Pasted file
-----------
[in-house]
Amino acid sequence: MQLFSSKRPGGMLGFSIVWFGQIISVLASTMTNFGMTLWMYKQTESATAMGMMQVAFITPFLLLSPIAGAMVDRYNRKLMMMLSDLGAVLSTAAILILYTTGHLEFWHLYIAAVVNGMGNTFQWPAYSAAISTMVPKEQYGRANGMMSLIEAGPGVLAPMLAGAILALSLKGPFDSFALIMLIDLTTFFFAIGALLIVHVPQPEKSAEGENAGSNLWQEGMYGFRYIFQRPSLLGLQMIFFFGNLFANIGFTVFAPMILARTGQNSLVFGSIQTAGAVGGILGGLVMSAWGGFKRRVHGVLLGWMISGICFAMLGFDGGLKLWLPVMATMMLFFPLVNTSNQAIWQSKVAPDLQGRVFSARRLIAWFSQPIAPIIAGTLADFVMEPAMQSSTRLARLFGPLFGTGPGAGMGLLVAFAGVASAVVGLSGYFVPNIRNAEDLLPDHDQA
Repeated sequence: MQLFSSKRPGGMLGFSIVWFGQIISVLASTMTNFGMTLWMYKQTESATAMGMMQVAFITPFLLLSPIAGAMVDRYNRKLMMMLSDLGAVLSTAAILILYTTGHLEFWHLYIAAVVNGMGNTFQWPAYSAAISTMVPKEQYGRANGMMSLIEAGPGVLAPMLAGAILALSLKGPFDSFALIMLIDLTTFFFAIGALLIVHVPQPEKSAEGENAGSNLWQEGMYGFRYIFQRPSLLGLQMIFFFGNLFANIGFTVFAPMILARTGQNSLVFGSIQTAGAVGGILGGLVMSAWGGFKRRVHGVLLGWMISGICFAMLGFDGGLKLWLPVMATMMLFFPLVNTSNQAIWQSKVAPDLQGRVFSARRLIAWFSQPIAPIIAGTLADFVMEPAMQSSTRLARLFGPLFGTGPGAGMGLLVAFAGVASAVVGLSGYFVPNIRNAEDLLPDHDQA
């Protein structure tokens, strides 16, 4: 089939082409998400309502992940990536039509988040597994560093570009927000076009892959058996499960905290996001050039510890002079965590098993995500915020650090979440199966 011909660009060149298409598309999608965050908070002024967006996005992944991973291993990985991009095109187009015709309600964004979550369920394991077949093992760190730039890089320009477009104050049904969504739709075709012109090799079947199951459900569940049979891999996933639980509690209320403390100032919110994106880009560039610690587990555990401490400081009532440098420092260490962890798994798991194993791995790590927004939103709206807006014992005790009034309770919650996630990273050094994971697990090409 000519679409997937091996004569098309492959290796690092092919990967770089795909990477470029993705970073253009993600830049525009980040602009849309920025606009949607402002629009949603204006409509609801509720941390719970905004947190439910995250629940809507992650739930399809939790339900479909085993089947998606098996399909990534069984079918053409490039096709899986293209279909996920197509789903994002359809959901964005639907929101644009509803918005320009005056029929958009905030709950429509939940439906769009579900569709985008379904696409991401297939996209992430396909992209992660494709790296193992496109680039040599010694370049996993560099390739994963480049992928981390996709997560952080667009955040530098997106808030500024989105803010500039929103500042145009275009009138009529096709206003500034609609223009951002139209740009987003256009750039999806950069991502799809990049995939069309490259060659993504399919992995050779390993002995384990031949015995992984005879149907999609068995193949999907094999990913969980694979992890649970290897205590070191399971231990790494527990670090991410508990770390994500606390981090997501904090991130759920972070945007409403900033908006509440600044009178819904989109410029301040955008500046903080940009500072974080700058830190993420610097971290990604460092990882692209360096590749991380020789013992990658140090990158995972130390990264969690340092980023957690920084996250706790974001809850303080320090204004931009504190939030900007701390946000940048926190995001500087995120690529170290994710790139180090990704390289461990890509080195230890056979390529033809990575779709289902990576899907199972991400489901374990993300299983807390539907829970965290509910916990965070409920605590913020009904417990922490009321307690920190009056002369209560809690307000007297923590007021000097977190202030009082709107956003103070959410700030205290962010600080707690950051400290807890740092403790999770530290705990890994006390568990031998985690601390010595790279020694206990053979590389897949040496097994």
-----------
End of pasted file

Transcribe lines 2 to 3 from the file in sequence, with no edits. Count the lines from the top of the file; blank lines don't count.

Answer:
Amino acid sequence: MQLFSSKRPGGMLGFSIVWFGQIISVLASTMTNFGMTLWMYKQTESATAMGMMQVAFITPFLLLSPIAGAMVDRYNRKLMMMLSDLGAVLSTAAILILYTTGHLEFWHLYIAAVVNGMGNTFQWPAYSAAISTMVPKEQYGRANGMMSLIEAGPGVLAPMLAGAILALSLKGPFDSFALIMLIDLTTFFFAIGALLIVHVPQPEKSAEGENAGSNLWQEGMYGFRYIFQRPSLLGLQMIFFFGNLFANIGFTVFAPMILARTGQNSLVFGSIQTAGAVGGILGGLVMSAWGGFKRRVHGVLLGWMISGICFAMLGFDGGLKLWLPVMATMMLFFPLVNTSNQAIWQSKVAPDLQGRVFSARRLIAWFSQPIAPIIAGTLADFVMEPAMQSSTRLARLFGPLFGTGPGAGMGLLVAFAGVASAVVGLSGYFVPNIRNAEDLLPDHDQA
Repeated sequence: MQLFSSKRPGGMLGFSIVWFGQIISVLASTMTNFGMTLWMYKQTESATAMGMMQVAFITPFLLLSPIAGAMVDRYNRKLMMMLSDLGAVLSTAAILILYTTGHLEFWHLYIAAVVNGMGNTFQWPAYSAAISTMVPKEQYGRANGMMSLIEAGPGVLAPMLAGAILALSLKGPFDSFALIMLIDLTTFFFAIGALLIVHVPQPEKSAEGENAGSNLWQEGMYGFRYIFQRPSLLGLQMIFFFGNLFANIGFTVFAPMILARTGQNSLVFGSIQTAGAVGGILGGLVMSAWGGFKRRVHGVLLGWMISGICFAMLGFDGGLKLWLPVMATMMLFFPLVNTSNQAIWQSKVAPDLQGRVFSARRLIAWFSQPIAPIIAGTLADFVMEPAMQSSTRLARLFGPLFGTGPGAGMGLLVAFAGVASAVVGLSGYFVPNIRNAEDLLPDHDQA